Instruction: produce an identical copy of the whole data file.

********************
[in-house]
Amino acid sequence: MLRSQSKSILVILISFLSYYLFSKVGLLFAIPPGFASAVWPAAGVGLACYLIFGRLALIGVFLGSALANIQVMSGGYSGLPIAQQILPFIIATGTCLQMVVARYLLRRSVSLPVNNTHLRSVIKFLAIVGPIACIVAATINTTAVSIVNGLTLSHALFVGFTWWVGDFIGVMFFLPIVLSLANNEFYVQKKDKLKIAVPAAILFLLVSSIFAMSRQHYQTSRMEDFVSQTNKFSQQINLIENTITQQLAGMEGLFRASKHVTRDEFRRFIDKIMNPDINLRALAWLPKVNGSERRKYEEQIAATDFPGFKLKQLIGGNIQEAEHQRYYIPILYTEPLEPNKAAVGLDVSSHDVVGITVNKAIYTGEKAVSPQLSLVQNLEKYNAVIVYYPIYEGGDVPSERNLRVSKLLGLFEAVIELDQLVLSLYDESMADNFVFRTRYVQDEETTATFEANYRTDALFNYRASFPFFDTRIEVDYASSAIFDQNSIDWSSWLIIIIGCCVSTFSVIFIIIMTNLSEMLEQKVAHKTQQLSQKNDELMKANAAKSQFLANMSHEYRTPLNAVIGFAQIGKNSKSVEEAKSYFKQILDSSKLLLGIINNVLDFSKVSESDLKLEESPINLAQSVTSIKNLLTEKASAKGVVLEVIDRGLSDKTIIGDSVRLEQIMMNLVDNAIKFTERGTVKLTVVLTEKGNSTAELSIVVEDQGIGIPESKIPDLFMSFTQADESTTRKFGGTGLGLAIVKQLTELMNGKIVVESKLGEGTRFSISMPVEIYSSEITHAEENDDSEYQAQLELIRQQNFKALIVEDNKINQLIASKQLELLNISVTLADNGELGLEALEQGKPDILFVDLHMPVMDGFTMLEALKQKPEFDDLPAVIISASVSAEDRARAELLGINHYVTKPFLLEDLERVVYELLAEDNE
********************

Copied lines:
[in-house]
Amino acid sequence: MLRSQSKSILVILISFLSYYLFSKVGLLFAIPPGFASAVWPAAGVGLACYLIFGRLALIGVFLGSALANIQVMSGGYSGLPIAQQILPFIIATGTCLQMVVARYLLRRSVSLPVNNTHLRSVIKFLAIVGPIACIVAATINTTAVSIVNGLTLSHALFVGFTWWVGDFIGVMFFLPIVLSLANNEFYVQKKDKLKIAVPAAILFLLVSSIFAMSRQHYQTSRMEDFVSQTNKFSQQINLIENTITQQLAGMEGLFRASKHVTRDEFRRFIDKIMNPDINLRALAWLPKVNGSERRKYEEQIAATDFPGFKLKQLIGGNIQEAEHQRYYIPILYTEPLEPNKAAVGLDVSSHDVVGITVNKAIYTGEKAVSPQLSLVQNLEKYNAVIVYYPIYEGGDVPSERNLRVSKLLGLFEAVIELDQLVLSLYDESMADNFVFRTRYVQDEETTATFEANYRTDALFNYRASFPFFDTRIEVDYASSAIFDQNSIDWSSWLIIIIGCCVSTFSVIFIIIMTNLSEMLEQKVAHKTQQLSQKNDELMKANAAKSQFLANMSHEYRTPLNAVIGFAQIGKNSKSVEEAKSYFKQILDSSKLLLGIINNVLDFSKVSESDLKLEESPINLAQSVTSIKNLLTEKASAKGVVLEVIDRGLSDKTIIGDSVRLEQIMMNLVDNAIKFTERGTVKLTVVLTEKGNSTAELSIVVEDQGIGIPESKIPDLFMSFTQADESTTRKFGGTGLGLAIVKQLTELMNGKIVVESKLGEGTRFSISMPVEIYSSEITHAEENDDSEYQAQLELIRQQNFKALIVEDNKINQLIASKQLELLNISVTLADNGELGLEALEQGKPDILFVDLHMPVMDGFTMLEALKQKPEFDDLPAVIISASVSAEDRARAELLGINHYVTKPFLLEDLERVVYELLAEDNE